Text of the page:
Pop Culture-y acknowledges the 100th anniversary of the Great Catastrophe of 1914 with a review of The Wipers Times.
Based on the true story of a group of soldiers that find a printing press and start a newspaper out in the trenches of World War I, The Wipers Times has a great premise but doesn’t totally deliver. There are certainly some fun moments, but being about World War One, it is also quite dark. It seems unable to decide whether it is serious or fun, which can be seen as a very meta metaphor for the entire of World War One (even the ending parodies that somewhat, with an anti-climatic finish of combat). Still, it is definitely very British, especially the humour, with some thought-provoking monologues and banter.
War is horrible – there are more than enough movies that have this theme, especially World War One stories (All Quiet on the Western Front being the quintessential example). And make no mistake, The Wipers Times doesn’t suggest that World War One was a wonderful adventure filled with the infinite glory that it was made out to be in 1914.
However, it focuses on the creativity that is created in adversity as horrific as what was experienced in the trenches: how even in the middle of the horrors that surrounded them, the men who fought were able to see and bring out humour in their situation. There is a line in there where the main character actually states that to him, war was not this serious business of tragedy and misery, but rather it was in many ways quite fun, because that was what he as a soldier had actually focussed on.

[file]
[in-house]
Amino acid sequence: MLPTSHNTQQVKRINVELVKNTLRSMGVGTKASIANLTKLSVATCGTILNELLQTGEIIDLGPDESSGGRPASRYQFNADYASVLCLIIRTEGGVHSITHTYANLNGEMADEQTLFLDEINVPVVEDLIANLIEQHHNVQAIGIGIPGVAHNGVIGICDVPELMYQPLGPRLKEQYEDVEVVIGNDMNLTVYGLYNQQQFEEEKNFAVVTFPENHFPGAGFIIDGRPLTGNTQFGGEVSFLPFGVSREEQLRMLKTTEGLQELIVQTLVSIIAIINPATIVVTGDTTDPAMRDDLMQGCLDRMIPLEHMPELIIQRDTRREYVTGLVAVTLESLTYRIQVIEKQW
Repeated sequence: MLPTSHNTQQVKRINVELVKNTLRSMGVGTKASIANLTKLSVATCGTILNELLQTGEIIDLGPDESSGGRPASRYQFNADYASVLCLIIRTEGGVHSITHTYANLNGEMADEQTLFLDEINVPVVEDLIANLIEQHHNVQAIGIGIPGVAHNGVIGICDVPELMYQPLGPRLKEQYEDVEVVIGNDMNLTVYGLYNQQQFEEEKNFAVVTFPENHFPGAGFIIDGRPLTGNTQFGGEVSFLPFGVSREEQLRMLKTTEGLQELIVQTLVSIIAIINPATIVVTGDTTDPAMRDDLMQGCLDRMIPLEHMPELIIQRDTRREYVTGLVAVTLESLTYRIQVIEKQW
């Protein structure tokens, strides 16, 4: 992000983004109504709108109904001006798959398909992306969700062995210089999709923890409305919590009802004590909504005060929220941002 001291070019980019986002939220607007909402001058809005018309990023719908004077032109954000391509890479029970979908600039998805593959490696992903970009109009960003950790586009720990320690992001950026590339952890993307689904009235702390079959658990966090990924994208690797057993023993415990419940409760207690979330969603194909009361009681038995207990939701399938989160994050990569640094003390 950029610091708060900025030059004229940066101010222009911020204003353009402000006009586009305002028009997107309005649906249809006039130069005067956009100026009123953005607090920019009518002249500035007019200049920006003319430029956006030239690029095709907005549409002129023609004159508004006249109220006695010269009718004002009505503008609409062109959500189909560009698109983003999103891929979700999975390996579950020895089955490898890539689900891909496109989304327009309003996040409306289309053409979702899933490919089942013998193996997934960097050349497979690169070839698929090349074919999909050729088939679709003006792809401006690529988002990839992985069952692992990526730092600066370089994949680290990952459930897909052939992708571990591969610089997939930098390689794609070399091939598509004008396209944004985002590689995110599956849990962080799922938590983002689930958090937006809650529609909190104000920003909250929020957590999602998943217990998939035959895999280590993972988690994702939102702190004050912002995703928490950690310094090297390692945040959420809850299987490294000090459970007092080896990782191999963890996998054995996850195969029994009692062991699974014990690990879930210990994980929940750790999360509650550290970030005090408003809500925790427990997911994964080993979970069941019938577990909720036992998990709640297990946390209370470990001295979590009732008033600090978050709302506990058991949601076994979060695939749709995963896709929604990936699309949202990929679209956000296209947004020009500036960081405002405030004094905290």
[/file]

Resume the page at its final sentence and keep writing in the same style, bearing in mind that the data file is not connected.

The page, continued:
The humour itself, despite some moments, is really very much for historians and those who appreciate dry humour with bad (hilarious) puns. The film simply throws the viewer right into the middle of the War and assumes the audience already knows what’s happening, so a basic understanding of WWI, journalism or at least printing presses is recommended to get some of the jokes.
Production wise, this film is superb. The acting is flawless, and you’ll find yourself picking up a slight officer’s accent after watching it (try and avoid their slang though), and while a few of the monologues feel a bit hammy, the script is solid. It also avoids major combat scenes whether because of budget or other reasons.
One things which I would have done differently is in the colouring. Most of the film is in colour, but there are skits in the film which act out the advertisements in the newspaper (suitably amusing considering the time period). They are shot in black and white to mimic the colouring of old newspapers, but I think that having it in full, vibrant colour would have been more fun.
All in all, a solid film. The humour is very topical, so unless you know a bit of history, then a lot of the jokes will go over your head. Aside from the colour scheme, The Wipers Times is still a good, enjoyable film. Definitely something to include in your World War 1 movies – especially after emotionally draining films like All Quiet on the Western Front.